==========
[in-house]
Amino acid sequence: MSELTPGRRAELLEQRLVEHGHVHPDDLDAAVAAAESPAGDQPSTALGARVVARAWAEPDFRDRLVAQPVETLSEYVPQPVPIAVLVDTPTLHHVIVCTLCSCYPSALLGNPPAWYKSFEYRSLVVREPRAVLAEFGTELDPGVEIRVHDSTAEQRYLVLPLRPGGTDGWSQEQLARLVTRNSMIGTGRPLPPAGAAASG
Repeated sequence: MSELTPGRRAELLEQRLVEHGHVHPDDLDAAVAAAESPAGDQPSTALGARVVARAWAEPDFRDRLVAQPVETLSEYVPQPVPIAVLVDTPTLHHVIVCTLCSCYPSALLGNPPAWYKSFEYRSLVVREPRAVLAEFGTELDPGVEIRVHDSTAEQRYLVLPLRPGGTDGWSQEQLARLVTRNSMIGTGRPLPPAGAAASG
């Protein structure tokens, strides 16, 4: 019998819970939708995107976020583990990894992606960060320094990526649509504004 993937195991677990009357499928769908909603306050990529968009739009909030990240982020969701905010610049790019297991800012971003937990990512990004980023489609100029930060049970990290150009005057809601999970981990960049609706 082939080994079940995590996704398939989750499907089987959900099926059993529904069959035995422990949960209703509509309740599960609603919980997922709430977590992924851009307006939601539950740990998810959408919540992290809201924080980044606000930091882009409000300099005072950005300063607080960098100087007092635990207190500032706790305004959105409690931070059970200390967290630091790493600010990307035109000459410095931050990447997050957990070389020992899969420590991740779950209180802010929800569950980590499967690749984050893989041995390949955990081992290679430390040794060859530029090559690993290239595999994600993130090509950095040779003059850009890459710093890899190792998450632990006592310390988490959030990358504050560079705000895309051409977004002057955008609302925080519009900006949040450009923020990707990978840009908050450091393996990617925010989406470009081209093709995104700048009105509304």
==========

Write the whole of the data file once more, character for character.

[in-house]
Amino acid sequence: MSELTPGRRAELLEQRLVEHGHVHPDDLDAAVAAAESPAGDQPSTALGARVVARAWAEPDFRDRLVAQPVETLSEYVPQPVPIAVLVDTPTLHHVIVCTLCSCYPSALLGNPPAWYKSFEYRSLVVREPRAVLAEFGTELDPGVEIRVHDSTAEQRYLVLPLRPGGTDGWSQEQLARLVTRNSMIGTGRPLPPAGAAASG
Repeated sequence: MSELTPGRRAELLEQRLVEHGHVHPDDLDAAVAAAESPAGDQPSTALGARVVARAWAEPDFRDRLVAQPVETLSEYVPQPVPIAVLVDTPTLHHVIVCTLCSCYPSALLGNPPAWYKSFEYRSLVVREPRAVLAEFGTELDPGVEIRVHDSTAEQRYLVLPLRPGGTDGWSQEQLARLVTRNSMIGTGRPLPPAGAAASG
């Protein structure tokens, strides 16, 4: 019998819970939708995107976020583990990894992606960060320094990526649509504004 993937195991677990009357499928769908909603306050990529968009739009909030990240982020969701905010610049790019297991800012971003937990990512990004980023489609100029930060049970990290150009005057809601999970981990960049609706 082939080994079940995590996704398939989750499907089987959900099926059993529904069959035995422990949960209703509509309740599960609603919980997922709430977590992924851009307006939601539950740990998810959408919540992290809201924080980044606000930091882009409000300099005072950005300063607080960098100087007092635990207190500032706790305004959105409690931070059970200390967290630091790493600010990307035109000459410095931050990447997050957990070389020992899969420590991740779950209180802010929800569950980590499967690749984050893989041995390949955990081992290679430390040794060859530029090559690993290239595999994600993130090509950095040779003059850009890459710093890899190792998450632990006592310390988490959030990358504050560079705000895309051409977004002057955008609302925080519009900006949040450009923020990707990978840009908050450091393996990617925010989406470009081209093709995104700048009105509304």